The first printing of the document that founded the nation is the most important publication in the Historical Society collections. John Dunlap, a Philadelphia newspaper printer, turned out a small number of broadside copies on the night of 4-5 July, and independence was proclaimed in Philadelphia on 5 July 1776. On 18 July, Abigail Adams was in the crowd that heard the Declaration read aloud—perhaps from this very copy—from the balcony of the Old State House in Boston.
John Adams served with Thomas Jefferson, Benjamin Franklin, Roger Sherman, and Robert R. Livingston on the Committee of Five that the Continental Congress appointed to draft the Declaration. Jefferson prepared a rough draft that was revised by Adams and Franklin. Congress voted to adopt a resolutin for independence on 2 July and continued to revise the Declaration until 4 July, when it authorized the Committee to print the corrected text.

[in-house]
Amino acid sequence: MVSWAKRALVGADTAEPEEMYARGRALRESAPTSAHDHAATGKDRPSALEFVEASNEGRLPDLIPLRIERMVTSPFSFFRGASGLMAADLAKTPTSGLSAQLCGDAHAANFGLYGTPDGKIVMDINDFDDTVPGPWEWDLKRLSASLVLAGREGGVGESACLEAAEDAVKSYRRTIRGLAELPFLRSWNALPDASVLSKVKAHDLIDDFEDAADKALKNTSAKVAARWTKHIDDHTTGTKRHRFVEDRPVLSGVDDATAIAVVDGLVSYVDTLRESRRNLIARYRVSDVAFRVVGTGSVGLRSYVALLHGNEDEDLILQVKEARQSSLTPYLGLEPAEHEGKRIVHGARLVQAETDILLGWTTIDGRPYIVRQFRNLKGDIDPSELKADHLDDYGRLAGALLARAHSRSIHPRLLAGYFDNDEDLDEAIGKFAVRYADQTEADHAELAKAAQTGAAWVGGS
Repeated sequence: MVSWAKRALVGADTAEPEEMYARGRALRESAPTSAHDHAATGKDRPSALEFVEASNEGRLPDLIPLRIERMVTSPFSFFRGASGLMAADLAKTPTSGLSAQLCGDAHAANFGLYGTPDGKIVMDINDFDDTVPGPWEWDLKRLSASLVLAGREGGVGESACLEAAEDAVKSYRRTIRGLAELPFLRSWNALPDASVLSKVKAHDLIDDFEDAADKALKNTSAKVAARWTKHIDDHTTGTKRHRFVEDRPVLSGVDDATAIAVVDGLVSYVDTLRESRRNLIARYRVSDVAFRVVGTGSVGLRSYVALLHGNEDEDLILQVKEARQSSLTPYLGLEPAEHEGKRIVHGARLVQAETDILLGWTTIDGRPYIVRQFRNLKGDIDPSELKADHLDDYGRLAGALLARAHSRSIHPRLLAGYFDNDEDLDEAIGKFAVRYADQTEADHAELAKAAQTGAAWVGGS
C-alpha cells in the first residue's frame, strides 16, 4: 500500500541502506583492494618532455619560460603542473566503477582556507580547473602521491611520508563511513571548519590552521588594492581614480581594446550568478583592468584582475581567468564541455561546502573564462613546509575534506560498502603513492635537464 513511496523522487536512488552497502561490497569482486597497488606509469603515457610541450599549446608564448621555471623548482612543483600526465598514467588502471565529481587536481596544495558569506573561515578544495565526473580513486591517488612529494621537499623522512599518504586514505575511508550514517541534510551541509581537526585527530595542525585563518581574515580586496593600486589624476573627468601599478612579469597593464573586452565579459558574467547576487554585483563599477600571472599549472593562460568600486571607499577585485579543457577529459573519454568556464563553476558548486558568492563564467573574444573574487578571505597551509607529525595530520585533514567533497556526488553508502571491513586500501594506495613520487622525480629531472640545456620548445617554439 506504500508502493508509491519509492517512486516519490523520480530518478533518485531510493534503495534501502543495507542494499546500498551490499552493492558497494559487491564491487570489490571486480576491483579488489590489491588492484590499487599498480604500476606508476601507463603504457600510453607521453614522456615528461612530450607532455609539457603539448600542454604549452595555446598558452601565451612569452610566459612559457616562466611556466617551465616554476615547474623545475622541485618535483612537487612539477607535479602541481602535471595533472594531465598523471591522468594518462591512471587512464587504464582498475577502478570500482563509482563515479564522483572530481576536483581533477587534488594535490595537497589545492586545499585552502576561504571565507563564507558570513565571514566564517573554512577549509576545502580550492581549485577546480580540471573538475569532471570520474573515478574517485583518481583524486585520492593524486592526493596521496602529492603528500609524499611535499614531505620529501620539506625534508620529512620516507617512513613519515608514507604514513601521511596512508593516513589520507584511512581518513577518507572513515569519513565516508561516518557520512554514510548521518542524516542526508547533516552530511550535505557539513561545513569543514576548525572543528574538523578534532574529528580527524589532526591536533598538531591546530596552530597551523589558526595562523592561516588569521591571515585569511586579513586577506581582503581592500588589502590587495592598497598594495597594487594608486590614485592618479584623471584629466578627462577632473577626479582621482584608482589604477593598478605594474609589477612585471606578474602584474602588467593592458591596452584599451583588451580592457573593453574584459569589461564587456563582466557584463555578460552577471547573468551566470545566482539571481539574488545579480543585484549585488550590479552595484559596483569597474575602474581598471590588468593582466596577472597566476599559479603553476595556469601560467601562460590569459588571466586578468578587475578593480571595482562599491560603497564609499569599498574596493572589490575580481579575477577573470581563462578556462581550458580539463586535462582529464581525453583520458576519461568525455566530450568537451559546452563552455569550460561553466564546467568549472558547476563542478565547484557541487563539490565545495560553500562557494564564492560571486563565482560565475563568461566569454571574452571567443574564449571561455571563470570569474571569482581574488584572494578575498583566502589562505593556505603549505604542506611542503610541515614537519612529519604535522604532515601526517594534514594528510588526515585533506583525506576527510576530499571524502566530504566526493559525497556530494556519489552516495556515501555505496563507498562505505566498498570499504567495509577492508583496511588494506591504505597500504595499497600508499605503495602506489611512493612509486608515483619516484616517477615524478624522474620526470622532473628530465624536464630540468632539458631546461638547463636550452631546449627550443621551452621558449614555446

The collections of the Historical Society contains several documents that serve as a case study for the use of personal papers—letters and documents written by John and Abigail Adams and Thomas Jefferson—in the study of an epochal event in American history.
Provenance: In the Historical Society before 1812.